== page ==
Recently, an idea to move in a direction of so-called Estonian way of taxation once again appears in Slovakia. To be honest, the proposals we have read so far from politicians are far from the system that works in Estonia. Therefore, it is suitable to at least shortly describe how such a way of taxation works in this Baltic country.
A distinctive way of taxation
It must be noted that this distinctive system of corporate income tax was introduced in 2000 in Estonia and it is based on a principle that companies don’t pay income tax on unpaid profits. Corporate tax base is therefore set at 0 % and the subject of tax are only dividends, or “expenses” considered as so-called “hidden” profit distribution.
In Estonia, there is no exclusion and the rule applies to incomes from active business activities, incomes from passive investment or so-called capital gains from sale of assets. It is important to mention, that unpaid profit in a such way is not a subject to yearly taxation and it is also not important, if these profits are reinvested abroad or in Estonia (note: the exclusions may be applied only to so-called tax havens).
The corporate income tax is levied monthly using so-called “gross-up” tax rate of 20/80 on any actual or deemed profit distributions. This income includes dividends distributions, grants, gifts, representation expenses (exceeding values determined by a law), social benefits (e.g. expenses borne by employer, not employee) and non-business expenditures.
The corporate income tax is payable monthly based on a submitted tax return which shall be submitted by the 10th day of the following month. In Estonia, there is no so-called annual tax return filling (with an exception of so-called hybrid mismatches, thin capitalizations, and CFC rules), traditional deductible and non-deductible items to the tax base, or amortization of tax losses. As already mentioned, even so-called non-tax expenses (e.g. representation expenses exceeding established limits) are subject to income tax calculated monthly. Simply put, the company´s non-tax expense is taxed based on monthly submitted tax return, always after its end. Probably the most interesting part of the tax law is the taxation of profit distribution. If an Estonian company makes a profit intended for distribution, e.g. in the amount of EUR 100,000, in fact, it can pay the value of EUR 80,000, while the amount of EUR 20,000 will represent the amount of income tax (rule 20/80) to be paid by the above-mentioned 10th day following the month of payment.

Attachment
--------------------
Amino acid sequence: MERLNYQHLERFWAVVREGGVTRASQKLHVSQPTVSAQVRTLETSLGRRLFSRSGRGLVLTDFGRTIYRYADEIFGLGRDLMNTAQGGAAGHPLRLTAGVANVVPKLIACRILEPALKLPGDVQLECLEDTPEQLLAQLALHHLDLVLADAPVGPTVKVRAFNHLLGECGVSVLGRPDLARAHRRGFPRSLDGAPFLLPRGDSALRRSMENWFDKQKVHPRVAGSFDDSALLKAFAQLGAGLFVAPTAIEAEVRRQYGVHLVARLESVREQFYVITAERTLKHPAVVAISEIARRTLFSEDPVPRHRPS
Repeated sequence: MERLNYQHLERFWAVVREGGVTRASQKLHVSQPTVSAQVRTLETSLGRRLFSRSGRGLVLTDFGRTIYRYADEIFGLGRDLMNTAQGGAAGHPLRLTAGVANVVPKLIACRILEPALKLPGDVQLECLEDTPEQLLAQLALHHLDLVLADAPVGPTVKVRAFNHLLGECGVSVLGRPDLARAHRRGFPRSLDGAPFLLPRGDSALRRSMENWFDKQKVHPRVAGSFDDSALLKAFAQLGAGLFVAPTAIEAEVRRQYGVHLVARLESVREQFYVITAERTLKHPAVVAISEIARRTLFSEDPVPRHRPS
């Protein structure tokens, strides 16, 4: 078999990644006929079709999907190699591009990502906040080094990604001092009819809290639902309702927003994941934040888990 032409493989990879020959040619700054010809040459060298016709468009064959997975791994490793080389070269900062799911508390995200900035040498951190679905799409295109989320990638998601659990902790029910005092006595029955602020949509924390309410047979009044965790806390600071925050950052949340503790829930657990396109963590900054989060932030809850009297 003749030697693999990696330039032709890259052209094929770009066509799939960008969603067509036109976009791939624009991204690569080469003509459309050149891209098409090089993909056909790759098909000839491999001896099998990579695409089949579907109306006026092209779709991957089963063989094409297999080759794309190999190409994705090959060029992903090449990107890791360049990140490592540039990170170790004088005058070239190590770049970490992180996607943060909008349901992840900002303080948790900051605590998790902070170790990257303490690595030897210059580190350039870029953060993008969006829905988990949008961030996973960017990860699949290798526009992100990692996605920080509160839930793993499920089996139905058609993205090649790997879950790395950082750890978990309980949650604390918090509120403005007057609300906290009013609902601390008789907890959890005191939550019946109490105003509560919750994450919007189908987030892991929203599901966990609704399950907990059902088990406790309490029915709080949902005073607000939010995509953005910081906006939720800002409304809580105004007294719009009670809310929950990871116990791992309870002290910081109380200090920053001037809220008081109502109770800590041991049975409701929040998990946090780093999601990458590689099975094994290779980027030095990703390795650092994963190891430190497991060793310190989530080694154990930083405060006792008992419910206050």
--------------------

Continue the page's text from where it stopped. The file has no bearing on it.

An incentive for companies
As an incentive for a regular distribution of corporate profits, the Estonian government has also introduced reduced corporate tax rate 14/86, which shall automatically apply to the value of the distributed profit that is equal to or lower than the average value of the distributed profit for the last three calendar years for which the company was paying the corporate tax, regardless of whether it was calculated on the principle of 20/80 or 14/86 rate. Under certain conditions, such profits don’t include incomes in the form of dividends received from abroad which are exempt from tax.